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Unions urge Tas Govt to come clean on service cuts

LAST week the CPSU and HACSU called on Lara Giddings to be honest with Tasmanians about the impact the budget will have on services instead of continuing the lie that services won’t be impacted.

“Last year the government tried to tell Tasmanians they would continue to enjoy quality public services despite Agency budgets being cut by $177M,” HACSU Assistant Secretary Tim Jacobson said on April 13. “In reality we have seen a health system plunged in crisis, the mentally ill falling through the cracks, a child protection system that is failing our most vulnerable children, a public housing system that can’t find homes for the most needy and a quarantine border that risks significant failure.” “It’s not good enough for the Premier to hide away until budget day and then say she has no choice other than to further cut vital services. She should be out in the community today talking honestly about the impact budget cuts are having on services and seeking ways to minimise those impacts,” Mr Jacobson said.

Even before any further cuts are announced in the 2012/13 Budget, Agencies will need to make a further $46M in savings on top of the $177M in 2011/12. In addition the Department of Health and Human Services will need to make up the $25M shortfall in savings from the current financial year.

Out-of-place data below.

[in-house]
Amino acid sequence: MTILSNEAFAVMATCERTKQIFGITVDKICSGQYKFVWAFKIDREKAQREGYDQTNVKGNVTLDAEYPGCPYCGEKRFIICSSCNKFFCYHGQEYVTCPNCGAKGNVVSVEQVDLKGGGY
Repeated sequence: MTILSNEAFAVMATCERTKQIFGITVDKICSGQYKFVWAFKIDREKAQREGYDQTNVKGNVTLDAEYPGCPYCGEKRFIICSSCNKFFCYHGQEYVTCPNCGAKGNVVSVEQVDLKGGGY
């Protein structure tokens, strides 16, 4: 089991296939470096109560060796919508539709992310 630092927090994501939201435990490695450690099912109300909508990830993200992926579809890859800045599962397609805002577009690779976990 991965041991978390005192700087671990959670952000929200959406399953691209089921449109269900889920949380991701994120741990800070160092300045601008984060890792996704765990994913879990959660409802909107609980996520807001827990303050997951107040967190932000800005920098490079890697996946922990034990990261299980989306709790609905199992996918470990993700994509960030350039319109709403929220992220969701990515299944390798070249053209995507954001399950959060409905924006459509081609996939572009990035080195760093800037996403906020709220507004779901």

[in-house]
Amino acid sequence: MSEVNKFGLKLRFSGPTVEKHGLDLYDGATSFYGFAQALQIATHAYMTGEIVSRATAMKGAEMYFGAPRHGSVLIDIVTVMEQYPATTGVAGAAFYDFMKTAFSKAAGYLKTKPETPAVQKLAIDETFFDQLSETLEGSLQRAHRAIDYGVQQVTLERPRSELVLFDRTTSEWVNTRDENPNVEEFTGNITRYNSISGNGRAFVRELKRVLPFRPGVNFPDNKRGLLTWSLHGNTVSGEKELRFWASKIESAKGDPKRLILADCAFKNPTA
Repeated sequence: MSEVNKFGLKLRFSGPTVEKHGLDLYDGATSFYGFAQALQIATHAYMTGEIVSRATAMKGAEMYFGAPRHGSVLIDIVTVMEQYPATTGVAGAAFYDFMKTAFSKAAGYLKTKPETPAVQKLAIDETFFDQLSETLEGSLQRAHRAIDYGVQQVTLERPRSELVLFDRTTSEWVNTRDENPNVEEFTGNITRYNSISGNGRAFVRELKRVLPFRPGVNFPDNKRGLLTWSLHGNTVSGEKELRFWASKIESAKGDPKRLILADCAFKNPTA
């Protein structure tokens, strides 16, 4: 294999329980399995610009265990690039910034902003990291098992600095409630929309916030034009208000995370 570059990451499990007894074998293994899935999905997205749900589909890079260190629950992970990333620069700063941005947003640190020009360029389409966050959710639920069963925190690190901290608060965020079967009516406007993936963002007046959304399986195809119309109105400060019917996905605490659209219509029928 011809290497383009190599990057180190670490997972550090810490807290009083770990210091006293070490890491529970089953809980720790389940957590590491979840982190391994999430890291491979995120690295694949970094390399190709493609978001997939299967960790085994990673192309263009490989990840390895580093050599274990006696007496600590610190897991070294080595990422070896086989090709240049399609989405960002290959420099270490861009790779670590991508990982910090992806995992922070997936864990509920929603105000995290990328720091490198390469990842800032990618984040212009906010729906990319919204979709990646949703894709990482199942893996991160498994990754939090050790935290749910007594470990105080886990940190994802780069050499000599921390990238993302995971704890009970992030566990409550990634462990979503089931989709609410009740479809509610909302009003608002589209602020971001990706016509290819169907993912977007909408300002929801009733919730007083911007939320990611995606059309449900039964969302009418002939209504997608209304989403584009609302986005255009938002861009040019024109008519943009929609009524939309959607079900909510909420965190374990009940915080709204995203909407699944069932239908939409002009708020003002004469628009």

“Tasmanians had better prepare themselves for the unthinkable,” CPSU General Secretary Tom Lynch said. “If you need urgent medical help there will be no guarantee an ambulance will be available to transport you to hospital or that the emergency department will have the capacity to treat you. If you’re a child at risk there’s no guarantee child protection staff will be available to help you. If you’re a mental health patient experiencing a crisis and are in need of support there’s no guarantee help will be available.” “In far too many areas services are already failing sectors of the Tasmanian community. It’s time the government acknowledged the effects its decisions have had and were honest with the community about the impact of any further cuts will have,” Mr Lynch said.

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